A white killer whale was spotted off the coast of Southeast Alaska earlier this month by researchers on a charter boat. The rare whale was swimming amongst a pod of fellow orcas and stood out immediately from the crowd. Killer whales are usually black an white, but this particular whale was solid white — an extremely rare occurrence.
It’s so rare that Dennis Rogers, the captain of the ship, said it was the first white killer whale he has ever seen in his 45-plus years of sailing the waters of southeast Alaska. Rogers even got a second look at the whale a few days later from his window overlooking the ocean in Petersburg. As before, the whale was swimming with its pod.
Stephanie Hayes, a graduate student at the University of Alaska Fairbanks and the first mate on the boat, said in a press release, “There have only been about eight white killer whales ever recorded in the world. To have one in Southeast was an incredible phenomenon.”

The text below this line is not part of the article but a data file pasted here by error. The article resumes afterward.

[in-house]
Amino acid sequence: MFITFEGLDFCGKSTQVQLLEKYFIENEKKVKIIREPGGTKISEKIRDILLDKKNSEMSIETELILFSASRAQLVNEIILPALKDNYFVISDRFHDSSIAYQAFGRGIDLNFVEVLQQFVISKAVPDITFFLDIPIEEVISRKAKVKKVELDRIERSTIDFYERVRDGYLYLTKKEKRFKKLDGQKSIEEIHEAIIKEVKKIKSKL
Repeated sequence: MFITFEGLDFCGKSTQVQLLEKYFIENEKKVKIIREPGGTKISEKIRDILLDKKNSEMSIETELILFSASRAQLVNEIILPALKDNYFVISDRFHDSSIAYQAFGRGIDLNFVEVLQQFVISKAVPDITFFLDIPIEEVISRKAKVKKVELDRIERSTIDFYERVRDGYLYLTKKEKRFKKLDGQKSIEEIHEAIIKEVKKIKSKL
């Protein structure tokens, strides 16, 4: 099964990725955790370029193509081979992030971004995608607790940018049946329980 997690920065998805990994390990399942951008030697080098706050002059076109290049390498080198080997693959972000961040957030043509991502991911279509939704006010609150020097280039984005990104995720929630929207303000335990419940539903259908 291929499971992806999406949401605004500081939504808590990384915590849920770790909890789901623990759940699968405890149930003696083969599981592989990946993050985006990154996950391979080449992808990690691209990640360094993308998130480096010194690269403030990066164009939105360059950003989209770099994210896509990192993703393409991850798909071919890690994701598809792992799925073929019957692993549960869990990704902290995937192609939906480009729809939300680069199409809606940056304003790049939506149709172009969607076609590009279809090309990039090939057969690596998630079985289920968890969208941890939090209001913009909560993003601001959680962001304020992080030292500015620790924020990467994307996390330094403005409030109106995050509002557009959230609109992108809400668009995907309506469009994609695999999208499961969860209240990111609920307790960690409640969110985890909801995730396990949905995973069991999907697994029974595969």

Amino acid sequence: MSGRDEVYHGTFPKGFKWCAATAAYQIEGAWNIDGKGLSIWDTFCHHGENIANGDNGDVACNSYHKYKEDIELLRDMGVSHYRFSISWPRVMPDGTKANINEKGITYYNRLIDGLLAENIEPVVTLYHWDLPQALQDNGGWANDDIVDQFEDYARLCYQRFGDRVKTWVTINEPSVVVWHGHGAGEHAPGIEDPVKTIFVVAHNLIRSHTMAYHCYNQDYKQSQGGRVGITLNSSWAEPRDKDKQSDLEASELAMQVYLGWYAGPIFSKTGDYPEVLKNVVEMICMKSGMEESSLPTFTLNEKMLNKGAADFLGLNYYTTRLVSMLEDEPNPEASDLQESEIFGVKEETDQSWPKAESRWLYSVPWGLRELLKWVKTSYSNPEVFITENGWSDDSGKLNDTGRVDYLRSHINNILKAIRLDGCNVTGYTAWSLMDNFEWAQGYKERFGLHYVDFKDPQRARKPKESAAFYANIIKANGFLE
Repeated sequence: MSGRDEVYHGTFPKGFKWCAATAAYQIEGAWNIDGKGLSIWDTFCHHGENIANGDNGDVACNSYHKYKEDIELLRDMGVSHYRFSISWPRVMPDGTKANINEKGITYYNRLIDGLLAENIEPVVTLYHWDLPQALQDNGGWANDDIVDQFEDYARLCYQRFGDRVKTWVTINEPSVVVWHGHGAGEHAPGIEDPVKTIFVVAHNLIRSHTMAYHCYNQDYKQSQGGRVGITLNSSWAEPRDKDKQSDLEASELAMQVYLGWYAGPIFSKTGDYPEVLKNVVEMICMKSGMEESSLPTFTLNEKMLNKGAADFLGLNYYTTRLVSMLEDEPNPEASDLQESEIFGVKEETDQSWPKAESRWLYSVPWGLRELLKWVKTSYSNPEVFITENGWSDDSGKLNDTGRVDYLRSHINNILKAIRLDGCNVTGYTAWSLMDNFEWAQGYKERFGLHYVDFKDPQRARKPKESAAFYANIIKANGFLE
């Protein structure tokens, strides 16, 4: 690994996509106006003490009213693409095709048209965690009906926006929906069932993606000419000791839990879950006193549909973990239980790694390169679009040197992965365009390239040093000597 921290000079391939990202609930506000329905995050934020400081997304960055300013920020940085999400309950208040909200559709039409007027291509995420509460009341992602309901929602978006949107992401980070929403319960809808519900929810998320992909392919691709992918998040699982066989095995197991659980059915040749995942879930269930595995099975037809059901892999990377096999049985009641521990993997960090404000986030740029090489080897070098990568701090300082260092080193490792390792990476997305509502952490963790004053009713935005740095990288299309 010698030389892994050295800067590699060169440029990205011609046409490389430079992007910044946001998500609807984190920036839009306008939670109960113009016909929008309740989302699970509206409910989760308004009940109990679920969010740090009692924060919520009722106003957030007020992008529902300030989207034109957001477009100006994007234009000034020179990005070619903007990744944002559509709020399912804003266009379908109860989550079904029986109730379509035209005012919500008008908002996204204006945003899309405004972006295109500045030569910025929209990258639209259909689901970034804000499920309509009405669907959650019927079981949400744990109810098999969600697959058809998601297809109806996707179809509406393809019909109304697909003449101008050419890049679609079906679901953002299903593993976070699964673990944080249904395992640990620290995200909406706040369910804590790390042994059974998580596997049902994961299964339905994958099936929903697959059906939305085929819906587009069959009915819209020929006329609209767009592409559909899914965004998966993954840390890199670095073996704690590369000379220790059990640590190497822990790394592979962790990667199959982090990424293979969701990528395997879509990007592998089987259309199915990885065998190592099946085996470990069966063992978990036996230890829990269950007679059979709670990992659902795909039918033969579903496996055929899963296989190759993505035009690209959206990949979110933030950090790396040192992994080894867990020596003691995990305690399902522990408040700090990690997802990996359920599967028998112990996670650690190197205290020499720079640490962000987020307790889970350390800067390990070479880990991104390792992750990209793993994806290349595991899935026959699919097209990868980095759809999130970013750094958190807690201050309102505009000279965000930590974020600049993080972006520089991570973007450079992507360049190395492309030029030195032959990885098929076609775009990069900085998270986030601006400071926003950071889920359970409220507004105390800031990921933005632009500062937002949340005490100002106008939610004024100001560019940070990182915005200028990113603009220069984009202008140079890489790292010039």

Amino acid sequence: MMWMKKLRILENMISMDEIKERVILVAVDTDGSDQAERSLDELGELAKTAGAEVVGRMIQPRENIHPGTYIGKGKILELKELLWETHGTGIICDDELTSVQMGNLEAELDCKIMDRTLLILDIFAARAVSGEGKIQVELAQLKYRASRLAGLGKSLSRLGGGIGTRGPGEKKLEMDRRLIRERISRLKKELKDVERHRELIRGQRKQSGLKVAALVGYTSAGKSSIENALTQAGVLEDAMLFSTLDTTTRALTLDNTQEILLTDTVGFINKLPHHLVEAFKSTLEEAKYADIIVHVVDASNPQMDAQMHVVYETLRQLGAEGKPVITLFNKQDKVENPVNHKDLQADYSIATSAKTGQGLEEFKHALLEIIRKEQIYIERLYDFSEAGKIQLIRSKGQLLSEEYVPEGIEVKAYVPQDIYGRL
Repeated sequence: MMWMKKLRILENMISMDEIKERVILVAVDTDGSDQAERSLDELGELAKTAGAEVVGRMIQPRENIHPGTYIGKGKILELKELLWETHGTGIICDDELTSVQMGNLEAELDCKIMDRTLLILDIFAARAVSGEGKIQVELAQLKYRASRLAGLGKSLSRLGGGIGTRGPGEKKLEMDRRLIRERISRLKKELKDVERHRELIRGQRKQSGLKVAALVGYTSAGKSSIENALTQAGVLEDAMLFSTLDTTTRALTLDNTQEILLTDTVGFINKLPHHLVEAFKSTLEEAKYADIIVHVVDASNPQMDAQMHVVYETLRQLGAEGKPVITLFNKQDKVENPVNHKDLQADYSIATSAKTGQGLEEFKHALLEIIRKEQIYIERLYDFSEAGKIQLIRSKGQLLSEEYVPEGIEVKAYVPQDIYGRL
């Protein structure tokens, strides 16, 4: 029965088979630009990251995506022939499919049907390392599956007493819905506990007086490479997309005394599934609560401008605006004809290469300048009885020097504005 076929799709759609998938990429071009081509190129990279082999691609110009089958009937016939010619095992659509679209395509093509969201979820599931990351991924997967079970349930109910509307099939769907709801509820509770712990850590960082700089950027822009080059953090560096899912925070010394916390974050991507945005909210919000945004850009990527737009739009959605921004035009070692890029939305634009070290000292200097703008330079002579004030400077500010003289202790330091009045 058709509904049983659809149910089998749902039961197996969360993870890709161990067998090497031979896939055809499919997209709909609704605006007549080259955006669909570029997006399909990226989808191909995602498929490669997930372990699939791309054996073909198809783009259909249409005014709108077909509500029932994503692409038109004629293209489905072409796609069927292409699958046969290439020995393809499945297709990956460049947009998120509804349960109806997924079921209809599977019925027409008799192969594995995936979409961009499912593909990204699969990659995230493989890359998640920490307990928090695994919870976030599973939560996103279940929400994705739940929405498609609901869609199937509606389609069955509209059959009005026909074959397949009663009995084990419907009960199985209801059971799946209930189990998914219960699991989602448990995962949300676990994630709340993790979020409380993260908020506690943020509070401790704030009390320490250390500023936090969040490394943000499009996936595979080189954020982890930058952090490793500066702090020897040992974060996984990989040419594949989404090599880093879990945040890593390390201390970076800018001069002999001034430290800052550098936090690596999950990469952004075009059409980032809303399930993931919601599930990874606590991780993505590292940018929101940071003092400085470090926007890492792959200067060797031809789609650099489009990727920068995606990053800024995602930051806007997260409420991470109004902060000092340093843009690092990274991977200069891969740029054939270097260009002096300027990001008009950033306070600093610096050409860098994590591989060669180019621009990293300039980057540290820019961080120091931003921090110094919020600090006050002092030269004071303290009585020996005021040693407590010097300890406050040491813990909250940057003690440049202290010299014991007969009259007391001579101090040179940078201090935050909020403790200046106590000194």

The rare whale is thought to have a condition called leucism, a DNA mutation that causes a lack of vibrancy in skin pigmentation.
“Not just to be able to see it,” said Hayes, “but to be able to see it hunting with the pod, was beyond what I could have ever hoped for as a scientist. Hopefully, we can monitor it and find out what happens in the life of a white killer whale.”
The whale had already been documented by British Columbia researchers and named Tl’uk, meaning “bright moon” in the language of the Salish people of the Pacific Northwest. It was spotted in the Puget Sound in Washington in April 2020. The two-year-old whale may encounter difficulties later in life due to its coloring, but for now he’s certainly a welcome sight.
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